American Alpine Jounrna and Accidents in North American Climbing

North America, United States, Washington-Cascade Mountains, Burgundy Spire, North Face, Winter Ascent

  • Climbs And Expeditions
  • Climb Year:
  • Publication Year: 1985

Burgundy Spire, North Face, Winter Ascent. Two months of no climbing have Kit Lewis, Kevin Joiner, and me desperate for adventure. Kit suddenly decides that we should climb Burgundy Spire over the Christmas holidays. December 26 finds us staggering out of the helicopter on the Silver Star Glacier, fumbling to set up Base Camp. Packed and ready to go by noon on the 27th, our only problem seems to be the cold. Our beer is starting to freeze. We plod up the gully leading to Burgundy’s north face. Soon the afternoon sun makes its way onto the face, a real plus in these temperatures. The conditions are typical of winter—lots of new snow, cracks and holds hidden from view. Carefully we search out the route—5.8 in summer—brushing off snow, uncovering holds, and frequently removing our gloves to make difficult moves. The climbing is distinctly alpine and exhilarating. By now the sun has left us, and as it starts to get dark we hurry to pitch our tent on a suitable ledge. In the morning we are treated to a marvelous sunrise: Goode, Dome, and other high peaks are brilliantly lit up against the dark backdrop of an approaching storm. Leaving the tent pitched, we spend the entire day climbing six pitches to the summit, returning to the tent just after dark with the storm upon us. Being well supplied we feel no need to leave a cozy bivouac the following morning, as the storm rages. One more night on the spire (our third), and we descend despite the blizzard.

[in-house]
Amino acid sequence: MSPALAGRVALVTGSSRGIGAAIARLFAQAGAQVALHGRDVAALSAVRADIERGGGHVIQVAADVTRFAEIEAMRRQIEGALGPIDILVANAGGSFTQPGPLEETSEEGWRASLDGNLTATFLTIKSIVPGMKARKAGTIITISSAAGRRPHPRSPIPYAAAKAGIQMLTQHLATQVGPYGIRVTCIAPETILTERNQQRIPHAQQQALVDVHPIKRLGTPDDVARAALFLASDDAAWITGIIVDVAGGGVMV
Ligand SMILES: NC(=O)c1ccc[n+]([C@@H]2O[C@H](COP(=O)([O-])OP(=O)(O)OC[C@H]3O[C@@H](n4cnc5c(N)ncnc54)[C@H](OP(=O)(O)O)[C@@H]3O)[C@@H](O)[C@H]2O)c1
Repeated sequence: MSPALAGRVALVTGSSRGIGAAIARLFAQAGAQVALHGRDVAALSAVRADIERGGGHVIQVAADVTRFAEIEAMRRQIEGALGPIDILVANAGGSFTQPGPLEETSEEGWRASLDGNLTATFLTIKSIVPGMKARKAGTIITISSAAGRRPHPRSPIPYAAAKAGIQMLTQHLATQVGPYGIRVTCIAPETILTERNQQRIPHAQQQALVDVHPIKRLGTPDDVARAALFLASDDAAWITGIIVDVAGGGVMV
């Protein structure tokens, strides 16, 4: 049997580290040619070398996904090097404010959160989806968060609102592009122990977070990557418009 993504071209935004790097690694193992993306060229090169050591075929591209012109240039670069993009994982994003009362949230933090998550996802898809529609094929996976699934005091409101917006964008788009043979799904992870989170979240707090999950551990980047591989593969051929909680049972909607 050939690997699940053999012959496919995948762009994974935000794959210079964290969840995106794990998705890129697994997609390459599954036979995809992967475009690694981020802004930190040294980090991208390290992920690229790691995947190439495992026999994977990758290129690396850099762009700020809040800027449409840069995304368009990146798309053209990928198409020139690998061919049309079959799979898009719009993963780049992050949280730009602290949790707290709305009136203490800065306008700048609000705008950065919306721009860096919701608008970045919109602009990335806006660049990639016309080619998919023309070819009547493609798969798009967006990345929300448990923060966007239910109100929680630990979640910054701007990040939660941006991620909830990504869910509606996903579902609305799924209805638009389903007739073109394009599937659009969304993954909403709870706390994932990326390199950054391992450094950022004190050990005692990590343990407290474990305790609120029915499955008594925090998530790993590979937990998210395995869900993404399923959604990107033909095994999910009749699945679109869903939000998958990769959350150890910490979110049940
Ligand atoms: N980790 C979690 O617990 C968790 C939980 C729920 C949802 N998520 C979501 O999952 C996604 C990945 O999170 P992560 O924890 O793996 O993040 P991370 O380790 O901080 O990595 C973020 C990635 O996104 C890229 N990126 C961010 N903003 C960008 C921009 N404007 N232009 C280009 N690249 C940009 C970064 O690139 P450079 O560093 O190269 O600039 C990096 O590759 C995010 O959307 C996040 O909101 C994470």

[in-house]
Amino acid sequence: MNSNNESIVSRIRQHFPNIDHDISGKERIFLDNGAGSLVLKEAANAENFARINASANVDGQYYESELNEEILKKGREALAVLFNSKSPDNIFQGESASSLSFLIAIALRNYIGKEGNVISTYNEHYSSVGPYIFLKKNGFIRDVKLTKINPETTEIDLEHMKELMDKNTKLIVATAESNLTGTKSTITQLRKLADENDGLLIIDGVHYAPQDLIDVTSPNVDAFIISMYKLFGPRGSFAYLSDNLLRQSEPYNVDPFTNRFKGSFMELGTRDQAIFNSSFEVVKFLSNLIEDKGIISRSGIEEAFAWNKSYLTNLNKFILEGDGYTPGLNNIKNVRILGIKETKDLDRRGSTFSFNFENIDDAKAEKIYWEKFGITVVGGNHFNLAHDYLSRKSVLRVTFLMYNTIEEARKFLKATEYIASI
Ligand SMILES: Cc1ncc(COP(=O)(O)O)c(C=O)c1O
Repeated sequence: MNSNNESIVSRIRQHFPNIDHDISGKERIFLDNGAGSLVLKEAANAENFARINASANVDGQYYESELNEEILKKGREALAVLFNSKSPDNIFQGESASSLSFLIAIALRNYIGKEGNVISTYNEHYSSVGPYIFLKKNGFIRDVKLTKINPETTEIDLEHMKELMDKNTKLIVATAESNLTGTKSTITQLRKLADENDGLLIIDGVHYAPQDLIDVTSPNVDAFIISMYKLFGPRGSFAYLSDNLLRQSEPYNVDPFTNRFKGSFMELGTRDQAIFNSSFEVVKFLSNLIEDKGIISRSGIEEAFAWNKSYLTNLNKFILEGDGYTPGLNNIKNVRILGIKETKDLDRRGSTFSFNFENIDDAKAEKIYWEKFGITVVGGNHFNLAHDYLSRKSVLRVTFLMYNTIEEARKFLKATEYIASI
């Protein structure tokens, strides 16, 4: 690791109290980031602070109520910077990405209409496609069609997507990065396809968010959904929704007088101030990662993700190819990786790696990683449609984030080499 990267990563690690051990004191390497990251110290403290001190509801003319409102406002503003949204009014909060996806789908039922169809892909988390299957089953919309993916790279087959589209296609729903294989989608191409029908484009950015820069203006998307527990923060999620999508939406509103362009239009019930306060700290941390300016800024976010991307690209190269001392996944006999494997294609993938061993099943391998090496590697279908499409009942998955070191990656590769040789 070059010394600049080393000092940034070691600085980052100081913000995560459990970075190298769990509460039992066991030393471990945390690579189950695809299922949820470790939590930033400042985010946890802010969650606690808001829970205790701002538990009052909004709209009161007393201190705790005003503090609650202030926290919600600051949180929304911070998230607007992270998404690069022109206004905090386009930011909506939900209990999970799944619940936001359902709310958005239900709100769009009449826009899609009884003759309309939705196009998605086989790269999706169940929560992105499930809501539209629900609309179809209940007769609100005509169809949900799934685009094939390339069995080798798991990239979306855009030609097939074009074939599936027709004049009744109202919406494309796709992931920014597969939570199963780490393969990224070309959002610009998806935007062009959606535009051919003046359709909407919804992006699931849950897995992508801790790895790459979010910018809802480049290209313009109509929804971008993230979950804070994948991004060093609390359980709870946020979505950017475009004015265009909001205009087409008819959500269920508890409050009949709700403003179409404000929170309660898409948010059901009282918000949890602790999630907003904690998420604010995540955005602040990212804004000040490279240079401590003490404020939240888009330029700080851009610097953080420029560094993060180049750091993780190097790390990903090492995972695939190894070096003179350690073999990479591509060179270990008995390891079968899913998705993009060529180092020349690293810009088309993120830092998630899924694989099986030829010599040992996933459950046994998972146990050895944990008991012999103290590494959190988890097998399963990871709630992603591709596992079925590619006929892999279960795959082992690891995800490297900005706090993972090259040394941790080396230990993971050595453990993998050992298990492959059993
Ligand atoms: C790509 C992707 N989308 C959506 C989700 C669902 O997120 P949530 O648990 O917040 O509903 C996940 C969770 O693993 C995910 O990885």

James Nelson, unaffiliated

This AAJ article has been reformatted into HTML. Please contact us if you spot an error.